Back it up with evidence

If you’ve created the new site design and content with the user in mind, you can site persona research or general best practices explaining why the website needs fewer navigation options or explain that the big video files can slow down performance, which can turn users off to your content.

Pick your battles

Inevitably, some decisions in a website project are subjective. Too often we see a website project get hung up on a small decision where team members won’t budge. Consider your goals and your users, and determine if the fight is worth it.

Example scenario
Your company’s owner wants the testimonials panel on your site’s homepage to change to a rotator instead of a static quote? Consider how to adjust the design or make a compromise to keep the project moving. Respond to the feedback with a statement, like:

I’ll add this to our phase two list. Since this change isn’t critical to complete before we launch, let’s keep the project moving while we work on addressing this recommendation.

Avoid common pitfalls in a website project

Unrealistic timelines

While a web design agency has worked on lots of website projects and can accurately predict their timing needed for project steps, most companies who hire agencies aren't so sure about timing needed on their end. Clients often over-commit to review timelines and then miss the deadline, when it is much more efficient for everyone's time when you can be realistic about the time you’ll need for review.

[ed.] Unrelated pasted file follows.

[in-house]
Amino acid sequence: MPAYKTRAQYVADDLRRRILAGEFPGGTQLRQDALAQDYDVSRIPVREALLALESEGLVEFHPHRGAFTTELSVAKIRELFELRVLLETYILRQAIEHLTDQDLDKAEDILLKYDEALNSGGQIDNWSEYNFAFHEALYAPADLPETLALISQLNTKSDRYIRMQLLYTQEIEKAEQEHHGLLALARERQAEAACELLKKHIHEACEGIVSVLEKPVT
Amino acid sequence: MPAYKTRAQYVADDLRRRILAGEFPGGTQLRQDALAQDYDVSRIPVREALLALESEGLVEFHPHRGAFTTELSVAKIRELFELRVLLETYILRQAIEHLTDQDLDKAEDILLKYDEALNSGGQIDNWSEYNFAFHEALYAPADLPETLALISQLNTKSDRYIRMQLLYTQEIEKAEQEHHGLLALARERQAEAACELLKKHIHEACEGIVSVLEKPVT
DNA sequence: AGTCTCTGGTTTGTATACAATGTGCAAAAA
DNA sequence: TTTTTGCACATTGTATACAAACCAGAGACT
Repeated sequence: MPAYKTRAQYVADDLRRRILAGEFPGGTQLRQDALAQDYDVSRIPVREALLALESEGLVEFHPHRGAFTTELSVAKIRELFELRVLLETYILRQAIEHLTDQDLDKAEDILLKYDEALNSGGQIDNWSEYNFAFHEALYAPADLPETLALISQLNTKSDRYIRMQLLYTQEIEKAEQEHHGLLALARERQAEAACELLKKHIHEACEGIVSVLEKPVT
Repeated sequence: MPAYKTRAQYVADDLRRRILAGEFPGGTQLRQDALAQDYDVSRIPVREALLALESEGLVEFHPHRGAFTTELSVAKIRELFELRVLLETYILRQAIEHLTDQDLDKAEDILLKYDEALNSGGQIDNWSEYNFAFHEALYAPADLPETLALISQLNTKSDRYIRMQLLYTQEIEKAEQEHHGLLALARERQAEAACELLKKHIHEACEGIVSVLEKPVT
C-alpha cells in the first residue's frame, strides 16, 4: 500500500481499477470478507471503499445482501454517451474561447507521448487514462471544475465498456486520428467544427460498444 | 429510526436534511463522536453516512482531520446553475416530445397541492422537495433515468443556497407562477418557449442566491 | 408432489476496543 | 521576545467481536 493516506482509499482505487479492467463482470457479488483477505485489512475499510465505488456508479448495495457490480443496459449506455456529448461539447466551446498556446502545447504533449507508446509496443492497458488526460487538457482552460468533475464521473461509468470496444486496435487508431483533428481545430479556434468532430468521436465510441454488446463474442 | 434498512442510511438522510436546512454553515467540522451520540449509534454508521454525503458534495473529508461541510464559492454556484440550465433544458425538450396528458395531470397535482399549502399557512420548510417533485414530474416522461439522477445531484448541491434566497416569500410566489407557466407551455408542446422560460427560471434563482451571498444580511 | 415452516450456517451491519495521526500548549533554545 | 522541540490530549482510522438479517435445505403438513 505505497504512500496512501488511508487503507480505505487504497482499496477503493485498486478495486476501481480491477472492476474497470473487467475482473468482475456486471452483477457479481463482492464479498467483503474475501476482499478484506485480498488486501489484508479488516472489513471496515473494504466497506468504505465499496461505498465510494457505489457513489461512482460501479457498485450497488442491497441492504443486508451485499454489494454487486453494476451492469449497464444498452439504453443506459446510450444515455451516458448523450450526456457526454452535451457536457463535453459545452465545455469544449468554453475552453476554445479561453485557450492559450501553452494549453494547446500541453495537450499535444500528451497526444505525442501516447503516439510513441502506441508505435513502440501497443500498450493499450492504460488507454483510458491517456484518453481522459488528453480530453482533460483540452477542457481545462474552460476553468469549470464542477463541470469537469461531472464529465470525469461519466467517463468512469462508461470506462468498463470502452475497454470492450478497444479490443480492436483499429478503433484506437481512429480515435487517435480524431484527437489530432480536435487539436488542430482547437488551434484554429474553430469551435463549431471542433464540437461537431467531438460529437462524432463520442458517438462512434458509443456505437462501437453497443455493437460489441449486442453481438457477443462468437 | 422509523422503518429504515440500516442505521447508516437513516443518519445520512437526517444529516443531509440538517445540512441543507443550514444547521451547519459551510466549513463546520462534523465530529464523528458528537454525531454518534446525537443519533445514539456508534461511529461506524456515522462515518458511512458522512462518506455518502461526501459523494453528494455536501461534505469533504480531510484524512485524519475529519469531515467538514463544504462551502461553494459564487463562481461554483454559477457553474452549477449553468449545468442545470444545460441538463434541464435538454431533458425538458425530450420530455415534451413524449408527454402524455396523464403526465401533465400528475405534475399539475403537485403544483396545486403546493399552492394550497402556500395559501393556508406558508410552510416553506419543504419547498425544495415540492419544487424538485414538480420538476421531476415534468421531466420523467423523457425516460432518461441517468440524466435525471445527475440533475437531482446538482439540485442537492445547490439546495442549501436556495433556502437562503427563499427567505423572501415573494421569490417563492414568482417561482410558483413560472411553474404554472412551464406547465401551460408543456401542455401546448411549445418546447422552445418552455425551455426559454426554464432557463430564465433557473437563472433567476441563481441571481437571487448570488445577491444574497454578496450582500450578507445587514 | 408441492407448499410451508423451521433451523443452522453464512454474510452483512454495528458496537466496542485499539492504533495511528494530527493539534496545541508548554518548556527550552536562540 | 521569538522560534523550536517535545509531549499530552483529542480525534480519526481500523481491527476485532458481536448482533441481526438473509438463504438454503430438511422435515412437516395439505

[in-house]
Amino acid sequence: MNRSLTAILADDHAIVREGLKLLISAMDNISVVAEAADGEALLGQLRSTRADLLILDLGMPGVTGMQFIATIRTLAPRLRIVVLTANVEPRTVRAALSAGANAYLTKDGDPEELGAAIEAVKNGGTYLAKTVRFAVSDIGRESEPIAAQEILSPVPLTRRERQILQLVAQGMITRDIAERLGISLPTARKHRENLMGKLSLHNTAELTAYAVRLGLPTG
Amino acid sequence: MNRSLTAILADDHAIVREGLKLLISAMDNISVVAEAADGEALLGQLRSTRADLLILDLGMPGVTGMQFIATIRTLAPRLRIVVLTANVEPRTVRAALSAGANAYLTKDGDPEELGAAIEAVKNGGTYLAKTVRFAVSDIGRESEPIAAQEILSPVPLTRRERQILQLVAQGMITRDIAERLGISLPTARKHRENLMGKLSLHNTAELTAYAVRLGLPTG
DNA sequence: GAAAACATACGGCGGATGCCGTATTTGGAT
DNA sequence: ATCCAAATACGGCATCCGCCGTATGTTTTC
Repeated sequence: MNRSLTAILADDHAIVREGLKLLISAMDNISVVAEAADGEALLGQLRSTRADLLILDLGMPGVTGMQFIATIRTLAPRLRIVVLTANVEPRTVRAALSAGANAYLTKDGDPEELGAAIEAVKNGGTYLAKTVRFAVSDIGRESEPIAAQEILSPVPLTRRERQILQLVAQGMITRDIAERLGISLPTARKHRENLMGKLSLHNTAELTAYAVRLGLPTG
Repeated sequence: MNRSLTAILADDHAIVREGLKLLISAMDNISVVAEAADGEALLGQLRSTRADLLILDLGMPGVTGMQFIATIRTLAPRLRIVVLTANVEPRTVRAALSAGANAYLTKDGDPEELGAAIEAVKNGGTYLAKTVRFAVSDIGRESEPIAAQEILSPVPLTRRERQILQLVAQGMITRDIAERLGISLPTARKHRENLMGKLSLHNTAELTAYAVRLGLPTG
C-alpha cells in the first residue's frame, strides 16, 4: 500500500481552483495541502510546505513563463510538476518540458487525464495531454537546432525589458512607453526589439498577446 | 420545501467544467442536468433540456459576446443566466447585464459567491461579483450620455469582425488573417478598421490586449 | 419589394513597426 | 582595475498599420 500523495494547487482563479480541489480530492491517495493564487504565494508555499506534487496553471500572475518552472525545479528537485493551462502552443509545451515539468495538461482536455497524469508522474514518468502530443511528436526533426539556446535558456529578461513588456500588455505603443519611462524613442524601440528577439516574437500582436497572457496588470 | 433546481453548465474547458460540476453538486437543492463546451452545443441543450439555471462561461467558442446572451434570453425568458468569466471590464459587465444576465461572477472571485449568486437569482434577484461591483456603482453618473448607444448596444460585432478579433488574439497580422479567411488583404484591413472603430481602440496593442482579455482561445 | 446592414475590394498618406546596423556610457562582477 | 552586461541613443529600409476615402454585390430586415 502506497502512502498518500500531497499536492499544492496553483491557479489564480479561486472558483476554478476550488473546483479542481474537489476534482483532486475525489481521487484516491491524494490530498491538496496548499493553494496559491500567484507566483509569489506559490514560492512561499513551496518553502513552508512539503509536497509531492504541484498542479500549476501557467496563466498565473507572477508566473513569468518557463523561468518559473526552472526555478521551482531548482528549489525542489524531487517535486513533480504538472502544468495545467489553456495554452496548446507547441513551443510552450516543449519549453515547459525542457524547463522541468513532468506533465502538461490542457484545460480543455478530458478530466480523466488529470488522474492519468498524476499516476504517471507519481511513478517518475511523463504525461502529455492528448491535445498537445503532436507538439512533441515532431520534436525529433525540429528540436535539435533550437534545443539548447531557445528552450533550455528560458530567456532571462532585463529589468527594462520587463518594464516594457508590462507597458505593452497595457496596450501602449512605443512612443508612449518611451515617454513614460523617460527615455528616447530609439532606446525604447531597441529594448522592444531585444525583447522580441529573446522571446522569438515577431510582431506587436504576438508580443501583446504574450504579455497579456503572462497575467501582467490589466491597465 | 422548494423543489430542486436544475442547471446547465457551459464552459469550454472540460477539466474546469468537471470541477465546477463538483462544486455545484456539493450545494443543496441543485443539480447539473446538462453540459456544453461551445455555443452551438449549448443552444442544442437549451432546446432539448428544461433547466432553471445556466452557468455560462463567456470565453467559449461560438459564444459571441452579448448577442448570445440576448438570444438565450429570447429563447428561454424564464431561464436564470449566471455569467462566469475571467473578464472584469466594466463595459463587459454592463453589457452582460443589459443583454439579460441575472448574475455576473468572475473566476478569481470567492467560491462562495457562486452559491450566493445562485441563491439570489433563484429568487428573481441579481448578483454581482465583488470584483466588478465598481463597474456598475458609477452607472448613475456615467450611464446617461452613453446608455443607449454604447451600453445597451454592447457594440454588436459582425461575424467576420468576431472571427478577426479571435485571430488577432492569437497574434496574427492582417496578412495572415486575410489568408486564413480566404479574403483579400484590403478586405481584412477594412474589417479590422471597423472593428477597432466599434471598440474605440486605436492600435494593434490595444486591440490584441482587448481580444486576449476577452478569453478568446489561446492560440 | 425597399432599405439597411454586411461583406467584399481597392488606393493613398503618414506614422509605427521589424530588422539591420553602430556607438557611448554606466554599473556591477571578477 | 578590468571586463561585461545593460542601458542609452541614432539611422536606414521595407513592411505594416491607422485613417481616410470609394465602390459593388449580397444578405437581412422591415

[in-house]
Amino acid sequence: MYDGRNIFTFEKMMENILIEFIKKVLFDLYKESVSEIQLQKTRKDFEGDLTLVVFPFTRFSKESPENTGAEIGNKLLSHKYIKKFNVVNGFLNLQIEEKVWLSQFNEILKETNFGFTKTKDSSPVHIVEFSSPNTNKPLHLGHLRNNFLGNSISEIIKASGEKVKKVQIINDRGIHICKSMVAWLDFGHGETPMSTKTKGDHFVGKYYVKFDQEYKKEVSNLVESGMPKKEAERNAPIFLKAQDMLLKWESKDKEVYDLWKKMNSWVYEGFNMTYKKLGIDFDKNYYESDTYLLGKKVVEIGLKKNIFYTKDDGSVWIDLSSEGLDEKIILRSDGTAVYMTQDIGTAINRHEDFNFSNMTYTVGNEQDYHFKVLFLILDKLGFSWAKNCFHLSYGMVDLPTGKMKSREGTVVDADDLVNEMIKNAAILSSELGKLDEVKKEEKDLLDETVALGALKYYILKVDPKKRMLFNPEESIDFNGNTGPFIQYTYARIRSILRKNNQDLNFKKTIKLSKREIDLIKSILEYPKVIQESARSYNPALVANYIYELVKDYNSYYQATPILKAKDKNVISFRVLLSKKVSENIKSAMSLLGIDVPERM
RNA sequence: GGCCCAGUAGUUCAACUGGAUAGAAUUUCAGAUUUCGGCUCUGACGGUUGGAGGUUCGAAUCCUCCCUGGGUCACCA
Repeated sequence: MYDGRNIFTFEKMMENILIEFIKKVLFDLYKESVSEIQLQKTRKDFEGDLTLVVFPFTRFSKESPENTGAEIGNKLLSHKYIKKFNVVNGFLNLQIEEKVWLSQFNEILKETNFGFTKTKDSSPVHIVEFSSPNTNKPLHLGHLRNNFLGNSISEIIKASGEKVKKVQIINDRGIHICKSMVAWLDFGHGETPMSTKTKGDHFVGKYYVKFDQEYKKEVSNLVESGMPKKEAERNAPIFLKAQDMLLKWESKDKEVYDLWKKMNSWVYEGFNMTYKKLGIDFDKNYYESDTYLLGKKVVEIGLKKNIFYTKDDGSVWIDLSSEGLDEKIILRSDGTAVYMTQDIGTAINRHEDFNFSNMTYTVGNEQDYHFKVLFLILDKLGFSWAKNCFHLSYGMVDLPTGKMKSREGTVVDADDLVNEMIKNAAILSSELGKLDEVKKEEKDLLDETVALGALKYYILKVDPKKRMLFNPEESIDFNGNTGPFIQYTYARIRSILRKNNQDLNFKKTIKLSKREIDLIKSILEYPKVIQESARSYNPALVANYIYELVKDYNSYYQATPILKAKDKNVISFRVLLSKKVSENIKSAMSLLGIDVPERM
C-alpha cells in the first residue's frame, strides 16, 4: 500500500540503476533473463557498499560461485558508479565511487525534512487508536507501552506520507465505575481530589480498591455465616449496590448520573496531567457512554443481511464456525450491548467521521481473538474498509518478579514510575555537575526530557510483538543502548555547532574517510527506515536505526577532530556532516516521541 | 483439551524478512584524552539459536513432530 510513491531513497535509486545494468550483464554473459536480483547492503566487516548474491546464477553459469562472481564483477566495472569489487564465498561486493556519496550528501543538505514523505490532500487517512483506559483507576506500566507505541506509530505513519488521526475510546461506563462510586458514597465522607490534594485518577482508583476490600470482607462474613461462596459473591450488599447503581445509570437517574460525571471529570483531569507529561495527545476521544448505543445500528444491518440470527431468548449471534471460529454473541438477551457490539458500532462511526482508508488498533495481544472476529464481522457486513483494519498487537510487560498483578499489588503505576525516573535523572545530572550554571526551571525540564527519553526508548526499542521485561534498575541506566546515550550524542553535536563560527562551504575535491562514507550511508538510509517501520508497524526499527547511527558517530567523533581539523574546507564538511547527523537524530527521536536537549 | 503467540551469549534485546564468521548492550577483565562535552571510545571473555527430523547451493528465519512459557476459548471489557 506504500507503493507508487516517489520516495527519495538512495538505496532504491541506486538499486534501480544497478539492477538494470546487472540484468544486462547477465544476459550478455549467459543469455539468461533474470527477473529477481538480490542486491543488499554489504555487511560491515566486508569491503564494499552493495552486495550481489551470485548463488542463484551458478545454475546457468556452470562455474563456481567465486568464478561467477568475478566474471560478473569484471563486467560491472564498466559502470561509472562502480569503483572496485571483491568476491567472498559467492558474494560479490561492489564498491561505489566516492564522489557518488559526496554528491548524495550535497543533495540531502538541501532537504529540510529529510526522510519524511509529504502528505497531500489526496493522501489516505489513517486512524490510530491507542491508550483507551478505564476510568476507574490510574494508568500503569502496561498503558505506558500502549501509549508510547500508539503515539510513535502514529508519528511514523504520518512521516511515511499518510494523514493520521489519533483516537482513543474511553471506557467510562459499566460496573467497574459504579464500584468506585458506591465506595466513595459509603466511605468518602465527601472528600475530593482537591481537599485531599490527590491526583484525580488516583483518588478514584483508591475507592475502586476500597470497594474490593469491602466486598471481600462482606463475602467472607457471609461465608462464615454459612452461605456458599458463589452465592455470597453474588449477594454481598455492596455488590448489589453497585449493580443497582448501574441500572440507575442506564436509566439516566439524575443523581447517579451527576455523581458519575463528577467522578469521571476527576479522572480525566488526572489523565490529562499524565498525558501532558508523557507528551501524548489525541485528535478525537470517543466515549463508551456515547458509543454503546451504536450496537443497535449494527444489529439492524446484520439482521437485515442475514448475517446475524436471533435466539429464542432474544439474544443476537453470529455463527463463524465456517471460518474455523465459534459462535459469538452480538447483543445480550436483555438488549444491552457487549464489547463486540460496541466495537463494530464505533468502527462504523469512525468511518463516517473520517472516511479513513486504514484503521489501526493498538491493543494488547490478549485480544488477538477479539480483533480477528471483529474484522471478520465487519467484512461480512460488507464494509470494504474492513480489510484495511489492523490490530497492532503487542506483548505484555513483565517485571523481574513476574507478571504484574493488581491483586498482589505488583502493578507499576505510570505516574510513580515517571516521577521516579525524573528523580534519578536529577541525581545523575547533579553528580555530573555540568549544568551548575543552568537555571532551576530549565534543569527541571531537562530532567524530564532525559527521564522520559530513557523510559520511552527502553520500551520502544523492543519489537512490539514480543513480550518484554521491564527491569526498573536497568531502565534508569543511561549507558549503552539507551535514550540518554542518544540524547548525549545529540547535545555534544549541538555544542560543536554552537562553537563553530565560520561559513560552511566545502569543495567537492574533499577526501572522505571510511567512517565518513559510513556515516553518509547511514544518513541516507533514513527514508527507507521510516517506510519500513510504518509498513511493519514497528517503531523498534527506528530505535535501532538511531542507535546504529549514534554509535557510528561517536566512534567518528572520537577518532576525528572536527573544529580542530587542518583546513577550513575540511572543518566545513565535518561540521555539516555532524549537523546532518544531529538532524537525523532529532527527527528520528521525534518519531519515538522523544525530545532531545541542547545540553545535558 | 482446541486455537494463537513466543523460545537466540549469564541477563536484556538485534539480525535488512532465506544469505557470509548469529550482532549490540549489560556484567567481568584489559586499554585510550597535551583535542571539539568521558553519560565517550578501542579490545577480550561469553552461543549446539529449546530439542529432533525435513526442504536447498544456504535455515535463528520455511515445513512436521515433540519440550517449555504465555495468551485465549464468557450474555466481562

The more people involved in the review/approval, the more time it will generally take.
Talking through and compiling feedback from busy team members takes some doing, and that’s okay. Just be sure to communicate along the way so that your website design agency is in the loop and can plan accordingly.

Making changes to completed work

Once work has been reviewed and approved, it can throw off the project to go back and re-work it. Depending on the stage in the project, this may result in extra billable hours or pushing back the launch timeline. Reiterating the need to be realistic about the timing your team will need to review and approve work throughout the project.

Delaying presentation meetings

When bigger teams need to coordinate calendars, this often means looking at meeting dates that are further out, sometimes more than two weeks in advance. One strategy that has worked well is to plan smaller meetings with core project members who can then take the notes back to a bigger group to compile feedback. This cuts down on subjective opinions and feedback at each step of the project. Instead, project owners can present the rationale and specific discussion points to get the most important feedback from the whole group.

There is no cookie-cutter approach to managing a website project, but there are steps you can take with your team to establish your review and approval process for a successful project.
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Sarah

About the author | Sarah Matlock

Sarah is the marketing manager at TBH Creative, specializing in project management, marketing strategy, and analytics/reporting. She likes to blog about how to keep projects on track, how to interpret marketing data, the latest trends in the industry, and how to engage the online community more effectively.

View more posts by Sarah